This is applicable to the work which is now the subject of the Prize award.
In a few words I shall try to explain to you what it is about.
For a long time chemists have been paying great attention to the phenomena which we now call fermentation. Under this name we include a number of chemical processes which occur in living beings and for which they are of the greatest importance. Usually these are decomposition processes in which compound substances are split under the influence of agents which we call ferments. These ferments act, so to speak, by their mere presence. Without being themselves transformed, they cause certain definite changes in other substances, the effect of each ferment being limited to a certain substance or a certain group of substances. It is an important property of ferments that, precisely under such circumstances as obtain in living beings, they exert a powerful action, whilst under others they frequently and easily become ineffective. Since, on the other hand, by means of other chemical aids, chemical processes can be brought about which appear similar to the actions of the ferments-several examples of which are available-it often happens that for this purpose agents are necessary whose nature makes them quite foreign to, and often incompatible with, conditions in living beings.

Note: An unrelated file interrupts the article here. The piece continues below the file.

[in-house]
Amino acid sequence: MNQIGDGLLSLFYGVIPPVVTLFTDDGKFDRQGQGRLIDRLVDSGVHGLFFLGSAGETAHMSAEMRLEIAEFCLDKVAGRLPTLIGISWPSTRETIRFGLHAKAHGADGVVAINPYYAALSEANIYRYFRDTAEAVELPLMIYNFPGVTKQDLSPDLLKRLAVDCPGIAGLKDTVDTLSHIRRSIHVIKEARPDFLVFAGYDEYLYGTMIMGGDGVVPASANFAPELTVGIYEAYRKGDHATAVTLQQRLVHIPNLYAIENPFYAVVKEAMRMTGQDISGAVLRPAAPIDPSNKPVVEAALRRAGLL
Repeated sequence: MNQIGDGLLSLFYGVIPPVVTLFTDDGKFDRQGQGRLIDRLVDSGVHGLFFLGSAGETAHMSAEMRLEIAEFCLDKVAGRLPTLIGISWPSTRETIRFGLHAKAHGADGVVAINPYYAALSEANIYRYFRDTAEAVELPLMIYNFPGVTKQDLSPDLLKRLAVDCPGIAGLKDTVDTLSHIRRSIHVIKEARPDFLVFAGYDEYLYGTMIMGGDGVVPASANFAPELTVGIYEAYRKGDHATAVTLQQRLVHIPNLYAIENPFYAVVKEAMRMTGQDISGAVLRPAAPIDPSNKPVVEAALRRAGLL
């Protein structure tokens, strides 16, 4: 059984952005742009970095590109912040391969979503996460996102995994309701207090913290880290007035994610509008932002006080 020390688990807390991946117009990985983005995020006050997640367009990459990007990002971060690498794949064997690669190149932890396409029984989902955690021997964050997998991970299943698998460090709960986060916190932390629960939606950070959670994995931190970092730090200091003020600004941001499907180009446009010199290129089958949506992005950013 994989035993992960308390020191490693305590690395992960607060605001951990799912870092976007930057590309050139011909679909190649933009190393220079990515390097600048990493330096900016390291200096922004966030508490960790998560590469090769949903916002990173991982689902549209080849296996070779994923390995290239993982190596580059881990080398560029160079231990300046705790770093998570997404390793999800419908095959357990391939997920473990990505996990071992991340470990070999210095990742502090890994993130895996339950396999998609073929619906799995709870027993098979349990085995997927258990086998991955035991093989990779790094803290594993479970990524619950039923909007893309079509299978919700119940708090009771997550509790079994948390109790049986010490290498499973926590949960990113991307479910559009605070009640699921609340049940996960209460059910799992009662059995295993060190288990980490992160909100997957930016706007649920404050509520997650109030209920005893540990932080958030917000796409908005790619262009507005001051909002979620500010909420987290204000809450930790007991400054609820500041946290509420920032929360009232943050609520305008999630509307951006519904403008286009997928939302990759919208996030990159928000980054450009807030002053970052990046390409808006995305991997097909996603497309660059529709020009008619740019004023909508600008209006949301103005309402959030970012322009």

In very recent times, particularly, the advancement of our knowledge has made it probable that there are processes which are fermentative to a particularly high degree, which bring about the conversion of substances in living beings and which thus control this condition of life. Just as chemical science has during the past century acquired an extensive knowledge of the composition and structure of organic substances, so a thorough knowledge of the nature and action of ferments is now essential, in order that this science may be in a position to master the laws of the formation and dissociation of substances within the organism.
Meanwhile, we know these ferments up to now only by the effects they produce. Their inner nature and the constitution of their substance are still unknown to us. It is to be hoped, however, that a solution to this puzzle may be the subject of a future Nobel Prize.
A number of fermentations have been readily observable. This relates, for example, to the ferments which occur in dissolved state in the secretions which are discharged into the digestive system and exert such a great influence there. It has thus been possible to gain very considerable experimental experience concerning these fermentations.
Another group of fermentations, however, had been seen to occur only in the presence of living cells. To this group belonged, among others, the decomposition of sugar into alcohol and carbon dioxide, under the action of ordinary yeast. The connection between this fermentation and the presence of live yeast cells appeared so irresolvable that this fermentation process was regarded as an "expression of life" by the cells. This process thus appeared to be inaccessible to more detailed research.
Through Pasteur this view was accepted and generally adopted in scientific circles.